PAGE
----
The Care Quality Commission (CQC) has lost up to 500 disclosure and barring service (DBS) certificates for people who had applied to become registered managers and providers.
During a planned refurbishment of its office in Newcastle earlier this month, the CQC reported that a locked filing cabinet containing DBS certificates was “wrongly marked for removal and destruction”.
The serious incident report said that an agreement between CQC, the project management company and the removals service stated that any cabinets which were marked for removal or needed moving and found to be locked should be forced open and the contents left in the CQC office.
However, when the DBS team returned to work on Monday 11th July they found their cabinet missing with two out of six lever arch files containing copies of DBS certificates on top of another, nearby cabinet.
The other four files, containing copies of DBS certificates, could not be located.
As soon as CQC became aware that the DBS files had been lost, an investigation was carried out.
But, the report says: “Despite comprehensive searches both internally and externally, the missing files cannot be located.”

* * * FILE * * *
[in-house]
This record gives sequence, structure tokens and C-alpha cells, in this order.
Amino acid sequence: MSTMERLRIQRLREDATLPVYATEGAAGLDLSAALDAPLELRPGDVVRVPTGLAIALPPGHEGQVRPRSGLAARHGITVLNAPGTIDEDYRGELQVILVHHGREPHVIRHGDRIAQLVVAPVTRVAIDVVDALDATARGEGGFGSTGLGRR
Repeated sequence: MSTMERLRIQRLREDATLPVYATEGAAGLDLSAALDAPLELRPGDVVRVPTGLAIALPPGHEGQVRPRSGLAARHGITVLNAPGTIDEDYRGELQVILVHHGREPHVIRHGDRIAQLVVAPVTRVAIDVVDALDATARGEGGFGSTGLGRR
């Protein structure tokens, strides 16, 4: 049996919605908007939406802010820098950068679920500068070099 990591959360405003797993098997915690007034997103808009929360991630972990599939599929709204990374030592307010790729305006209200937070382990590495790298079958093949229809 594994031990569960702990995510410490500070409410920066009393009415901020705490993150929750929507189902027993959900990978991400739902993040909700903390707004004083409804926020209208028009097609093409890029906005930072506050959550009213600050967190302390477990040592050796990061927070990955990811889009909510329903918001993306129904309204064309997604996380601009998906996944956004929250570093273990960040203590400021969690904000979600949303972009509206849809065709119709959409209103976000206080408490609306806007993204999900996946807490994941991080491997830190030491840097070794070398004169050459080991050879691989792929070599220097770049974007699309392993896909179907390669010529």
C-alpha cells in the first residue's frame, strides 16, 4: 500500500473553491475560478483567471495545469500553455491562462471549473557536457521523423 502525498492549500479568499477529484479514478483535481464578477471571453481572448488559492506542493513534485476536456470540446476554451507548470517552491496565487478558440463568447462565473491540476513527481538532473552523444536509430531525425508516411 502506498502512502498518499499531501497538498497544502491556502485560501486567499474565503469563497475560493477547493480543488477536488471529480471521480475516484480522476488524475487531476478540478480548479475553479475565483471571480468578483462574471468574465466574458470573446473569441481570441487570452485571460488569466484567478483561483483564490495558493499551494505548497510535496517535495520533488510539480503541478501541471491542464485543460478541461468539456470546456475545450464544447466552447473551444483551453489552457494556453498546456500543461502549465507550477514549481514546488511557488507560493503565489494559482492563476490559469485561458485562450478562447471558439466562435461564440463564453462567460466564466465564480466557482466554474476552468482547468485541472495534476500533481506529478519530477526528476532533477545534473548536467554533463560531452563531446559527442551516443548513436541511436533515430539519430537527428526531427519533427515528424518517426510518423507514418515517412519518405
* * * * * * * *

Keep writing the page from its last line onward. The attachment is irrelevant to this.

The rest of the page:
While the CQC is not ruling out theft, the regulator considers it to be “a very low likelihood”.
“Should the information contained in the missing folders fall into unscrupulous hands then is has the potential to cause further harm and distress to the individual data subjects,” the report addes.
The CQC has written to those affected, and it has reported the incident to the DBS authority, the Department of Health and the Information Commissioner’s Office.
In addition, CQC intends to commission an independent, external review of CQC’s security arrangements more generally.
David Behan, chief executive of the Care Quality Commission said: “I would like to apologise to the individuals whose DBS certificates have been lost during the recent refurbishment of our office in Newcastle and for any distress this may cause. I deeply regret that this has happened.
“As soon as we became aware of the loss of the files, we carried out a thorough internal investigation to find out exactly what happened and we alerted the relevant authorities, including the Information Commissioner’s Office.
“I intend to commission an independent, external review of CQC’s security arrangements in case wider lessons can be learned and so that we can be confident that something like this does not happen again.”
The incident affects those who had applied to become registered managers and providers between July 2015 and March 2016.
CQC has used an online system since April 2016, which has removed the need for paper copies to be retained.